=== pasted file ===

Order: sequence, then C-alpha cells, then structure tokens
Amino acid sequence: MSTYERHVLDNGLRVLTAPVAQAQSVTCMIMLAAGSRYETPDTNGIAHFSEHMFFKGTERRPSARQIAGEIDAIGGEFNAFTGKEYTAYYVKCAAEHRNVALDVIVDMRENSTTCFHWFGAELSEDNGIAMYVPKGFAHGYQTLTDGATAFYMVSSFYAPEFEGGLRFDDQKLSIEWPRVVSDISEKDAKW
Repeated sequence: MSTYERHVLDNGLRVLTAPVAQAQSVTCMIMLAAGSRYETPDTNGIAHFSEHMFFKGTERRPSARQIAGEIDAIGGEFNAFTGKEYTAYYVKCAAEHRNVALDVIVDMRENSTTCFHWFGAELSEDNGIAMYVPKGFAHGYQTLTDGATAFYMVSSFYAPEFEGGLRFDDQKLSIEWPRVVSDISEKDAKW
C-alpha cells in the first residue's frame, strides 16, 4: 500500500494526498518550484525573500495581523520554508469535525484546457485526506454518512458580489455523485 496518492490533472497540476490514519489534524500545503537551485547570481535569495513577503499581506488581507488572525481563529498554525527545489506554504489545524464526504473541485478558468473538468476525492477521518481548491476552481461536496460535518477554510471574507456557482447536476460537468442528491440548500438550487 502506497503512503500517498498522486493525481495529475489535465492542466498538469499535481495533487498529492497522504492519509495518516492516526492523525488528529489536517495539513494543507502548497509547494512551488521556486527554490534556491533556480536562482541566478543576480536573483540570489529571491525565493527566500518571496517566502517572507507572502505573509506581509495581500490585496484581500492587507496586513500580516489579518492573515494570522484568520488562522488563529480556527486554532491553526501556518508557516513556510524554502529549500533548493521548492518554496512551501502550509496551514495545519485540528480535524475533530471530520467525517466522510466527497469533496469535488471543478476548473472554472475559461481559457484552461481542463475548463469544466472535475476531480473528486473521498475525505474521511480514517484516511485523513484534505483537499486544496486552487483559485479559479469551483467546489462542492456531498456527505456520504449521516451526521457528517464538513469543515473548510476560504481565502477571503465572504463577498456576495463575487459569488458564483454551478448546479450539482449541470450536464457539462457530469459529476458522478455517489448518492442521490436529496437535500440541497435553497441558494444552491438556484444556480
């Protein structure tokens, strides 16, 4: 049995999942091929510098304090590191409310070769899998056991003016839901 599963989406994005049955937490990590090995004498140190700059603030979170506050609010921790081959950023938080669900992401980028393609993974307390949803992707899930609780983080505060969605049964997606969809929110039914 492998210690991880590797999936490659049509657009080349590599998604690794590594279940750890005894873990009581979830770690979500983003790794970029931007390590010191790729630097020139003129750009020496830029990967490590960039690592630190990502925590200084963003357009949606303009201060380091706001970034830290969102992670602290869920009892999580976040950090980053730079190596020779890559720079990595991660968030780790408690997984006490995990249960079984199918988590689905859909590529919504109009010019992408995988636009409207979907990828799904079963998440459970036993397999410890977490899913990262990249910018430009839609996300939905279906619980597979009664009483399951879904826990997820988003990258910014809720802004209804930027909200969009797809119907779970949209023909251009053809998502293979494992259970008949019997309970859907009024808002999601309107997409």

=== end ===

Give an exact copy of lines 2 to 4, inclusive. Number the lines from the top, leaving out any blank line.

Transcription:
Amino acid sequence: MSTYERHVLDNGLRVLTAPVAQAQSVTCMIMLAAGSRYETPDTNGIAHFSEHMFFKGTERRPSARQIAGEIDAIGGEFNAFTGKEYTAYYVKCAAEHRNVALDVIVDMRENSTTCFHWFGAELSEDNGIAMYVPKGFAHGYQTLTDGATAFYMVSSFYAPEFEGGLRFDDQKLSIEWPRVVSDISEKDAKW
Repeated sequence: MSTYERHVLDNGLRVLTAPVAQAQSVTCMIMLAAGSRYETPDTNGIAHFSEHMFFKGTERRPSARQIAGEIDAIGGEFNAFTGKEYTAYYVKCAAEHRNVALDVIVDMRENSTTCFHWFGAELSEDNGIAMYVPKGFAHGYQTLTDGATAFYMVSSFYAPEFEGGLRFDDQKLSIEWPRVVSDISEKDAKW
C-alpha cells in the first residue's frame, strides 16, 4: 500500500494526498518550484525573500495581523520554508469535525484546457485526506454518512458580489455523485 496518492490533472497540476490514519489534524500545503537551485547570481535569495513577503499581506488581507488572525481563529498554525527545489506554504489545524464526504473541485478558468473538468476525492477521518481548491476552481461536496460535518477554510471574507456557482447536476460537468442528491440548500438550487 502506497503512503500517498498522486493525481495529475489535465492542466498538469499535481495533487498529492497522504492519509495518516492516526492523525488528529489536517495539513494543507502548497509547494512551488521556486527554490534556491533556480536562482541566478543576480536573483540570489529571491525565493527566500518571496517566502517572507507572502505573509506581509495581500490585496484581500492587507496586513500580516489579518492573515494570522484568520488562522488563529480556527486554532491553526501556518508557516513556510524554502529549500533548493521548492518554496512551501502550509496551514495545519485540528480535524475533530471530520467525517466522510466527497469533496469535488471543478476548473472554472475559461481559457484552461481542463475548463469544466472535475476531480473528486473521498475525505474521511480514517484516511485523513484534505483537499486544496486552487483559485479559479469551483467546489462542492456531498456527505456520504449521516451526521457528517464538513469543515473548510476560504481565502477571503465572504463577498456576495463575487459569488458564483454551478448546479450539482449541470450536464457539462457530469459529476458522478455517489448518492442521490436529496437535500440541497435553497441558494444552491438556484444556480